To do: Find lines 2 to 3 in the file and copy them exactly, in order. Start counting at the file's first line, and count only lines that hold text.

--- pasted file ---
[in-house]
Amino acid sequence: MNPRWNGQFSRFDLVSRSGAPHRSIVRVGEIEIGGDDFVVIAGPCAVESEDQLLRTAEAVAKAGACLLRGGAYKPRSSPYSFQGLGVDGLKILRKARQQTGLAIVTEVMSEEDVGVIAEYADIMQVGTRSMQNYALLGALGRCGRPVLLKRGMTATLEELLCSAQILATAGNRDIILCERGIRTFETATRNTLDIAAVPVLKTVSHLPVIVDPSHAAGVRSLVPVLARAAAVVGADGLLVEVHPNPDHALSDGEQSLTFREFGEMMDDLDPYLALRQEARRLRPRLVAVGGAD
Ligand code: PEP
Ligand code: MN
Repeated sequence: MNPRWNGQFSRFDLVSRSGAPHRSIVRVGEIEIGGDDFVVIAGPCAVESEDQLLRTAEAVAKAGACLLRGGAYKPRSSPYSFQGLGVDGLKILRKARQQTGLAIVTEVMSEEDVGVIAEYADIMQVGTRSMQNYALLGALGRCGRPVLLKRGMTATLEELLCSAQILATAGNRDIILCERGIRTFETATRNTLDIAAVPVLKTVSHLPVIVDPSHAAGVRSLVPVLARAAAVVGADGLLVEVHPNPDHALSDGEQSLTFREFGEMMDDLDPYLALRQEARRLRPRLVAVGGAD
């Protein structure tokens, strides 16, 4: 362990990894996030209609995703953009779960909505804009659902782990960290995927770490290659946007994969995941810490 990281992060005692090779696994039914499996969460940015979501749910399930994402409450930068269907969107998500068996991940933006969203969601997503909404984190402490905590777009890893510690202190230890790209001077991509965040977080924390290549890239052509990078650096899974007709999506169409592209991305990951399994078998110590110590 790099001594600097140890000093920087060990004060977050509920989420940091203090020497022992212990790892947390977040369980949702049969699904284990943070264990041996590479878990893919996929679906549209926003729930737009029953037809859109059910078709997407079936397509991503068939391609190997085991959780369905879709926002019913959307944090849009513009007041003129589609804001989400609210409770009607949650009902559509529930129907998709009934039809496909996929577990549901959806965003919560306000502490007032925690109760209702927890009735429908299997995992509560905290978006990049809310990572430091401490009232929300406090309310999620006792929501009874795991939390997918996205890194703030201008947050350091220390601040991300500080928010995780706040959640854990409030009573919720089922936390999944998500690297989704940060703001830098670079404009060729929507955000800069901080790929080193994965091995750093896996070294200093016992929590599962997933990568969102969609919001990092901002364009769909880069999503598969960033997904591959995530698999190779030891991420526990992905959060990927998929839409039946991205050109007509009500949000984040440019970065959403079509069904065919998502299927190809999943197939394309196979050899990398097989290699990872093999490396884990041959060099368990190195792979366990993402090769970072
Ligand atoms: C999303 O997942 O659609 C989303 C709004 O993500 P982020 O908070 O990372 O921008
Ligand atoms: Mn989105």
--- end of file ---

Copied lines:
Amino acid sequence: MNPRWNGQFSRFDLVSRSGAPHRSIVRVGEIEIGGDDFVVIAGPCAVESEDQLLRTAEAVAKAGACLLRGGAYKPRSSPYSFQGLGVDGLKILRKARQQTGLAIVTEVMSEEDVGVIAEYADIMQVGTRSMQNYALLGALGRCGRPVLLKRGMTATLEELLCSAQILATAGNRDIILCERGIRTFETATRNTLDIAAVPVLKTVSHLPVIVDPSHAAGVRSLVPVLARAAAVVGADGLLVEVHPNPDHALSDGEQSLTFREFGEMMDDLDPYLALRQEARRLRPRLVAVGGAD
Ligand code: PEP